Motivation:

I sometime play games into the night without realizing how late it is. I need a clock below my monitor that is non-distracting, large, easy to read in my peripheral vision. Also it would be ideal if is set and forget i.e. accurate enough and handle silly DST time changes.

Additional pages for this project on HaD:

https://hackaday.io/page/6687-stm8-led-clock - more project details
https://hackaday.io/pages/10708 - test results

External Project page: 

Github: https://github.com/FPGA-Computer/LED-Clock

User interface

The clock and display time:

The arrows key switches between the time and date display.  The date display uses a different format to distinguish the modes.  The 7 segment LED can only show a limited set of characters and have to make do with some approximations. 

e.g. Th(ursday) 16 Jan is shown below.  

Time (and similarly date) can be set using 3 buttons.

Hardware description:

Instead of using the usual RTC modules used by other projects, the RTC is implemented in firmware with features such as Daylight Saving Time. The RTC code can be adapted for oddball clocks that uses different units of time. e.g. Metric time or Mars time. 

The clock doesn't require an ultra accurate crystal.  As long as it has a very stable frequency, then the tolerance can be calibrated out.  I used a common AT-cut 12MHz crystal as the frequency source.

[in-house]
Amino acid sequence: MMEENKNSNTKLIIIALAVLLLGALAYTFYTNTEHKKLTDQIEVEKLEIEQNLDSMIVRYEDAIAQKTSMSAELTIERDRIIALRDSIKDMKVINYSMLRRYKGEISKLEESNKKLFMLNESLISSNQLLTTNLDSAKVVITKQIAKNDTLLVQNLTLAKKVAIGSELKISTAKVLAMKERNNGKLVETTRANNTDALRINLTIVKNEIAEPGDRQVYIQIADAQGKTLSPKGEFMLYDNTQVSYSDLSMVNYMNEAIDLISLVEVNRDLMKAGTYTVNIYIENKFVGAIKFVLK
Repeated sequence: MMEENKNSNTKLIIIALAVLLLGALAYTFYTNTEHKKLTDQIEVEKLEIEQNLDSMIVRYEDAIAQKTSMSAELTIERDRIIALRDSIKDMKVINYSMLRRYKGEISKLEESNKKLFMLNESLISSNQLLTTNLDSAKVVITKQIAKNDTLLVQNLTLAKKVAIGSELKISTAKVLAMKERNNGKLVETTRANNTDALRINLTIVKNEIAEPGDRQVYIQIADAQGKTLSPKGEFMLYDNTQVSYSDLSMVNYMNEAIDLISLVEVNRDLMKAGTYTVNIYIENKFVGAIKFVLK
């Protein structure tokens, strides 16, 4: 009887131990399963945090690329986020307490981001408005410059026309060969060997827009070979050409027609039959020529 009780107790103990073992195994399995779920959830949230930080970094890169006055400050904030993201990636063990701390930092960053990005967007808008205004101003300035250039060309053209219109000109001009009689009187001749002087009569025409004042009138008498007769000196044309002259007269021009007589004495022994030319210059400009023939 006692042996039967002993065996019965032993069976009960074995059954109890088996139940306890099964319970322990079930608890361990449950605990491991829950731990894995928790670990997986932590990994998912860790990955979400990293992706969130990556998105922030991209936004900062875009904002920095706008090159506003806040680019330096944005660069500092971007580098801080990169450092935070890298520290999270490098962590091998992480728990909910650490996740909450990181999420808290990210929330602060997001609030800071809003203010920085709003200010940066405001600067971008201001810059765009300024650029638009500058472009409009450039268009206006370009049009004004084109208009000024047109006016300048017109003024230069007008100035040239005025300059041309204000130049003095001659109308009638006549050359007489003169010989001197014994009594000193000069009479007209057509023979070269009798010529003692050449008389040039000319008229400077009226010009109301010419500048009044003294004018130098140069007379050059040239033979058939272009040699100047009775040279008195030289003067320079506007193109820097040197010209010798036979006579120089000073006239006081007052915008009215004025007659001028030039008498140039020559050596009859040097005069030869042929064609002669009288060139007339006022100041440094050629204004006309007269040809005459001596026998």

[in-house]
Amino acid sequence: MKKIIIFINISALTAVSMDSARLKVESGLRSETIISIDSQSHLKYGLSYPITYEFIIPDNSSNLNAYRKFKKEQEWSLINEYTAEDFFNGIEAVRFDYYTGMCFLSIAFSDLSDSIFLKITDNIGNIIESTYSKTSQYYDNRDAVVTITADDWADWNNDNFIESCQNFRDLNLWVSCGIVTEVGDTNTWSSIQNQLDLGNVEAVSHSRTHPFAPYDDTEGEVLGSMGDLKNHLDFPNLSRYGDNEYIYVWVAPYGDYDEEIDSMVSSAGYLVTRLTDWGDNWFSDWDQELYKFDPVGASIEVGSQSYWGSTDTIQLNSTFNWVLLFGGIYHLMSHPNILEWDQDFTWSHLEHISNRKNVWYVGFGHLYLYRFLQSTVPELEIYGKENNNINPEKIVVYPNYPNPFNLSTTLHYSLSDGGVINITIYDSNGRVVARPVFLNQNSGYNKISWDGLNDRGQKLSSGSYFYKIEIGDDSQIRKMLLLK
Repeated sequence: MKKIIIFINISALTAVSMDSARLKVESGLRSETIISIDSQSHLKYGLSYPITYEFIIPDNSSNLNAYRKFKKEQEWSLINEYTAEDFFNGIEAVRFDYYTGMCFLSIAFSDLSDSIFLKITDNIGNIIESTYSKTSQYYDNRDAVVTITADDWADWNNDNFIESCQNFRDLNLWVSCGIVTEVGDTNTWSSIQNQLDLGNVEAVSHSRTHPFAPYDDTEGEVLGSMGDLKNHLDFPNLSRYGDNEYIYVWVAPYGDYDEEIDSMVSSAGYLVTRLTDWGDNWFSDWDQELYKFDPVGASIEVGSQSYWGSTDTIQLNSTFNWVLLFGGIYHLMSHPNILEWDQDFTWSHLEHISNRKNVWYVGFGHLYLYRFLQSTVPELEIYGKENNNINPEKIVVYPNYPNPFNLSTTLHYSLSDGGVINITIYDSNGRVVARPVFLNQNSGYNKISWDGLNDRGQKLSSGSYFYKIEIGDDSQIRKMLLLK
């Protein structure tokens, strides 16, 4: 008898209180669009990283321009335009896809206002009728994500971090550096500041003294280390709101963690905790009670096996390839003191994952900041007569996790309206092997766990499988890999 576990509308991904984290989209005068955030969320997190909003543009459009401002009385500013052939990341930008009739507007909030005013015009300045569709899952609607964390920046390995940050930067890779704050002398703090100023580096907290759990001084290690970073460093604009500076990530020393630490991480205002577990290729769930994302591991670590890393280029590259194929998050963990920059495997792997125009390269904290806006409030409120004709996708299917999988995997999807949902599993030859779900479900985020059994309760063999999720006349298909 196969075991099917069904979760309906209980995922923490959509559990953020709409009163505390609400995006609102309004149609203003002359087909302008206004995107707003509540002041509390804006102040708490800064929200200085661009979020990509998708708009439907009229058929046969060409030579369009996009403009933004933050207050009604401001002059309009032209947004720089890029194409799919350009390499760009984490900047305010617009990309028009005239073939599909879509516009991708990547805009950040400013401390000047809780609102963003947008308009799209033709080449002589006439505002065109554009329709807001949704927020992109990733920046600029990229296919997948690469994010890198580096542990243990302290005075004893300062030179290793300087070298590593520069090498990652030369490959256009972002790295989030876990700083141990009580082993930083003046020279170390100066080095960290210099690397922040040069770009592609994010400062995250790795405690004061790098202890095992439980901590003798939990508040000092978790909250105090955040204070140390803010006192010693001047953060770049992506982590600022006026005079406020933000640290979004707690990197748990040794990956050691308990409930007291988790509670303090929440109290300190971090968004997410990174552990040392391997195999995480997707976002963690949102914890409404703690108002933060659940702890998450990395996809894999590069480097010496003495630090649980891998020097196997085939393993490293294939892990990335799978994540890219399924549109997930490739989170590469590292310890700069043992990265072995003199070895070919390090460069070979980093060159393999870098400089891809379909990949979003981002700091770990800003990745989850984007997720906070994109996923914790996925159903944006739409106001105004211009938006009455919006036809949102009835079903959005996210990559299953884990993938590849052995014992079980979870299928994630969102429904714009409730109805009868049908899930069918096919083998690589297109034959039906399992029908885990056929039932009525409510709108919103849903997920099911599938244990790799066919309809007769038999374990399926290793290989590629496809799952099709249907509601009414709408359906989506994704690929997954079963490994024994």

If clock is used in a home environment with temperature controlled, chances are that the temperature variation is small enough to get away without using a TXCO.  e.g. Heater set to 21C and air condition to 25C means that the variation is about 4C.

There is only a very narrow frequency range that you can shift a crystal by the load capacitance and a trimmer capacitor doesn't make fine adjustment predictable nor repeatable.

A 16-bit timer in the STM8 generates a 20Hz IRQ. A more accurate 10Hz is then generated from using a 24-bit Numerically-controlled oscillator (NCO) implemented in firmware.

e.g. if your 20Hz is  +50ppm fast = 20.001Hz, 10Hz can be generated by dividing it by 2.0001.

NCO can perform fractional frequency division by keeping track of the phase in an accumulator.  Don't let the name fool you, this 3 extra lines of code is all that's needed for very fine frequency adjustments!

The 10Hz is used by the RTC code to update the time, date and implement the Daylight Saving Time (DST) for North America.

 (repost from https://hackaday.io/page/6687-stm8-led-clock)

I made a digital clock. Originally I planned to use a VFD, but the user interface on a 4 digits would be too limiting. I used a STM8S003, 74HC595 and a couple of  the cheap green 7 segment displays. The display efficiency is actually not bad as the entire clock runs on 5V at ~20mA.

The LED driver is on a separate rail. A supercap allows the STM8 to work for a few minutes during a power failure. 

The PCB is wired to the original (stripped) Caller ID PCB to use existing buttons. The same GPIO for the common cathode driver when off-duty is used for polling the buttons.

I could have used the STM8 alone to drive the display. By adding the 74HC595, I freed up a few GPIO lines for future expansion.

External I/O

UART, I2C, a Timer pin, 5V power and the hardware debug interface (SWIM) are connected to the headers on an I/O panel PCB using the existing RJ11 cutouts. I have since changed the power connector to a MicroUSB as it has much better latching.

Side by side view of the old traveler's Casio clock it is replacing as it...

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